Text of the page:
Friday, January 14, 2005

Morning Prayer

Thersites quoted a lovely poem by Seamus Heaney (which reminds me I have to do more reading in modern Irish poetry), but more importantly it reminded me of the Irish -Scottish traditions of wholeness with Creation, which is an important part of the tradition of Celtic prayer. And that led me to remember this, from Carmichael's notes in the Carmina Gadelica:

My mother was always at work, by day helping my father on the croft, and by night at wool and at spinning, at night clothes and at day clothes for the family. My mother would be beseeching us to be careful in everything, to put value on time and to eschew idleness; that a night was coming in which no work could be done. She would be telling us about Mac Shiamain, and how he sought to be at work. If we were dilatory in putting on our clothes, and made an excuse for our prayers, my mother would say that God regarded heart and not speech, the mind and not the manner; and that we might clothe our souls with grace while clothing our bodies with raiment. My mother taught us what we should ask for in the prayer, as she heard it from her own mother, and as she again heard it form the one who was before her.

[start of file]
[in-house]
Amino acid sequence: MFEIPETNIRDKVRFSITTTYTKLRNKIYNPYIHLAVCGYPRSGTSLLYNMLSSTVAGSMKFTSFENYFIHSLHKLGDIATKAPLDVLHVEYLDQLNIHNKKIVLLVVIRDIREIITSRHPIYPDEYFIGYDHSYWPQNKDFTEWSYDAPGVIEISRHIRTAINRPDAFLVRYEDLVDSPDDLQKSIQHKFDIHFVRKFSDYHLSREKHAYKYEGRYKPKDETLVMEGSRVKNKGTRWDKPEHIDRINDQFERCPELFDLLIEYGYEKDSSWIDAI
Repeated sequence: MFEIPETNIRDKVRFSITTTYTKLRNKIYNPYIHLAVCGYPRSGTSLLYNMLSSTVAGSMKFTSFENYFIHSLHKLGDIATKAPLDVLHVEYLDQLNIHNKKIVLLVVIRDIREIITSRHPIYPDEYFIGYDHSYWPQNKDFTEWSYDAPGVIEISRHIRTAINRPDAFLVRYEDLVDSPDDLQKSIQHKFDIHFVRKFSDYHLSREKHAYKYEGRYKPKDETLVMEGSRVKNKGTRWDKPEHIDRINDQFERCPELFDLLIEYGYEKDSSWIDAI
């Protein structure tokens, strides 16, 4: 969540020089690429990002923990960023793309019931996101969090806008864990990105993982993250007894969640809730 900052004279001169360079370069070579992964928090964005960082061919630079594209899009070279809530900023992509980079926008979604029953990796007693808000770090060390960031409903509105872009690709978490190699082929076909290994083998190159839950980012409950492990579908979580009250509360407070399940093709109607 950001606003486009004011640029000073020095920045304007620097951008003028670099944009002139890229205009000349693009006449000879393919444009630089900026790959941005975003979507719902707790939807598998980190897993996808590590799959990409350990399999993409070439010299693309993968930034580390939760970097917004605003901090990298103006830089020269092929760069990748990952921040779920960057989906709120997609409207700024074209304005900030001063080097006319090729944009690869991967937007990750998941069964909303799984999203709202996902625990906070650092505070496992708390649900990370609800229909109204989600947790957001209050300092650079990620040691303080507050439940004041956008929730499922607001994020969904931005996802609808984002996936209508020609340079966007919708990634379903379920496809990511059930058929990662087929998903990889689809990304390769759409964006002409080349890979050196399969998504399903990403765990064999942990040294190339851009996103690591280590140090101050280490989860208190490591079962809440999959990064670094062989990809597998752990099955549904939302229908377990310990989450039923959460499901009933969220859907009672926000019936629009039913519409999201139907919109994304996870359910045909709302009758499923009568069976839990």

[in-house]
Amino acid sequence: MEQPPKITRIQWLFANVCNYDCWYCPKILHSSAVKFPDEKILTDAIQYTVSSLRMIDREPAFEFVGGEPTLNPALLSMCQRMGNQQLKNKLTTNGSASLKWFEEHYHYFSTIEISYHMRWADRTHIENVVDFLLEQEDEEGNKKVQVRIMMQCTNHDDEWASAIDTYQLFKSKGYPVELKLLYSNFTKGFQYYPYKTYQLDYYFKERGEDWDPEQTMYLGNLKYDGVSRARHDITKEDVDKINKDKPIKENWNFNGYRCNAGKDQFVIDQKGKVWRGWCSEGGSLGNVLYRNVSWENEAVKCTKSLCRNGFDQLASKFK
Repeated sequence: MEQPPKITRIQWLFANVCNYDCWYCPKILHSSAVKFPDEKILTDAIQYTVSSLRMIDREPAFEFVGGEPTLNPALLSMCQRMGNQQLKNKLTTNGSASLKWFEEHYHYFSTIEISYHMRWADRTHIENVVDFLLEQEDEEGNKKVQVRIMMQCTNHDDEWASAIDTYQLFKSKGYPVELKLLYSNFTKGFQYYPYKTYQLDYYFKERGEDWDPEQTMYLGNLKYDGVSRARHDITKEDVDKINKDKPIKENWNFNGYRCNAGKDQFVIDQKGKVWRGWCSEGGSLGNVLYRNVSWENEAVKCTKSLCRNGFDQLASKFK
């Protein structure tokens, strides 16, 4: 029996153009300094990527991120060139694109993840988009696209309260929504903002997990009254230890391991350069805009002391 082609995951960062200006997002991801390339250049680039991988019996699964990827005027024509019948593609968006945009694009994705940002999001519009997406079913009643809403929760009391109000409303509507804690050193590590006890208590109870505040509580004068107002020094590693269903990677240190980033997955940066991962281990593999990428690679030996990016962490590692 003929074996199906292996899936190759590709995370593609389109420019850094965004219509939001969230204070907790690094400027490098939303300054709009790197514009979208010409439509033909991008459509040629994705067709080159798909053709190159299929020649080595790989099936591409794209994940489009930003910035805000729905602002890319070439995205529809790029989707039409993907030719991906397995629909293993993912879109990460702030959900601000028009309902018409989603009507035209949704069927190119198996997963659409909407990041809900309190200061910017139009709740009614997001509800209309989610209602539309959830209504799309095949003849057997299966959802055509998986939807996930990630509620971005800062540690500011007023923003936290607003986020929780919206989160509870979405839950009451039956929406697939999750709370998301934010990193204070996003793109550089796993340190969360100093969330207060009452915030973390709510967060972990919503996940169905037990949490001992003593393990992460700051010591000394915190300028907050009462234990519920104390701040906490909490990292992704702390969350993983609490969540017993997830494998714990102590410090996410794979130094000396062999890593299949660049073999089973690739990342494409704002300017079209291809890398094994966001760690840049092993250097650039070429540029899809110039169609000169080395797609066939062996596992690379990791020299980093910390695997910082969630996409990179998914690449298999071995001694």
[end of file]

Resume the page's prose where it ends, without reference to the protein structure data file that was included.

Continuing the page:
My mother would be asking us to sing our morning song to God down in the backhouse, as Mary's lark was singing up the clouds, and as Christ's mavis was singing it yonder in the tree, giving glory to the God of the creatures for the repose of the night, for the light of the day, for the joy of life. She would tell us that every creature on the earth here below and in the ocean beneath and in the air above was giving glory to the great God of the creatures and the worlds, of the virtues and the blessings, and would we be dumb!

My dear mother reared her children in food and clothing, in love and charity. My heart loves the earth in which my beloved mother rests.

Catherine Maclennan, nee MacDonald, crofter, Achadh nam Breac, Moydart.

And this is the prayer her mother taught her:

Bless to me, O God,
My soul and my body;
Bless to me, O God,
My belief and my condition.

Bless to me, O God,
My heart and my speech,
And bless to me, O God,
The handling of my hand.

Strength and busyness of morning,
Habit and temper of modesty,
Force and wisdom of thought,
And Thine own path, O God of virtues,
Till I go to sleep this night;

Thine own path, O God of virtues,
Till I go to sleep this night.

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